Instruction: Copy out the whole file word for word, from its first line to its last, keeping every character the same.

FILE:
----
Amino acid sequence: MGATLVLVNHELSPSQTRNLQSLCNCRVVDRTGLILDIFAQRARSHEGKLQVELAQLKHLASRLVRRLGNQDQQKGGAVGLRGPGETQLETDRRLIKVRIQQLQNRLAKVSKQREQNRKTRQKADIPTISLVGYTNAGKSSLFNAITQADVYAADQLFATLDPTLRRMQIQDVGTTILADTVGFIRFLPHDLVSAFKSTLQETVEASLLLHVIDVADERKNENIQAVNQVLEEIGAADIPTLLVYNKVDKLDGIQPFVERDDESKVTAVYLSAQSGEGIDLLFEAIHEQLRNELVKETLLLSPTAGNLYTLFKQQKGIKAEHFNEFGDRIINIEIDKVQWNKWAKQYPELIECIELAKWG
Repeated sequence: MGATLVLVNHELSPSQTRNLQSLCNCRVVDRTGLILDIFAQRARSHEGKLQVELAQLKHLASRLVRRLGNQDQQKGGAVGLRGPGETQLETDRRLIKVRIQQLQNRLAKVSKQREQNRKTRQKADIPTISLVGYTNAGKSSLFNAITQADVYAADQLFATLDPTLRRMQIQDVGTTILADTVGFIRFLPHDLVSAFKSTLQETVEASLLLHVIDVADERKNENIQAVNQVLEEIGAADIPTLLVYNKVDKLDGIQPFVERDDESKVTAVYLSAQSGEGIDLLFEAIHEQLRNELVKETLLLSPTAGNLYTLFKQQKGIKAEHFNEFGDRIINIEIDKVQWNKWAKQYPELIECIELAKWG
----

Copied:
Amino acid sequence: MGATLVLVNHELSPSQTRNLQSLCNCRVVDRTGLILDIFAQRARSHEGKLQVELAQLKHLASRLVRRLGNQDQQKGGAVGLRGPGETQLETDRRLIKVRIQQLQNRLAKVSKQREQNRKTRQKADIPTISLVGYTNAGKSSLFNAITQADVYAADQLFATLDPTLRRMQIQDVGTTILADTVGFIRFLPHDLVSAFKSTLQETVEASLLLHVIDVADERKNENIQAVNQVLEEIGAADIPTLLVYNKVDKLDGIQPFVERDDESKVTAVYLSAQSGEGIDLLFEAIHEQLRNELVKETLLLSPTAGNLYTLFKQQKGIKAEHFNEFGDRIINIEIDKVQWNKWAKQYPELIECIELAKWG
Repeated sequence: MGATLVLVNHELSPSQTRNLQSLCNCRVVDRTGLILDIFAQRARSHEGKLQVELAQLKHLASRLVRRLGNQDQQKGGAVGLRGPGETQLETDRRLIKVRIQQLQNRLAKVSKQREQNRKTRQKADIPTISLVGYTNAGKSSLFNAITQADVYAADQLFATLDPTLRRMQIQDVGTTILADTVGFIRFLPHDLVSAFKSTLQETVEASLLLHVIDVADERKNENIQAVNQVLEEIGAADIPTLLVYNKVDKLDGIQPFVERDDESKVTAVYLSAQSGEGIDLLFEAIHEQLRNELVKETLLLSPTAGNLYTLFKQQKGIKAEHFNEFGDRIINIEIDKVQWNKWAKQYPELIECIELAKWG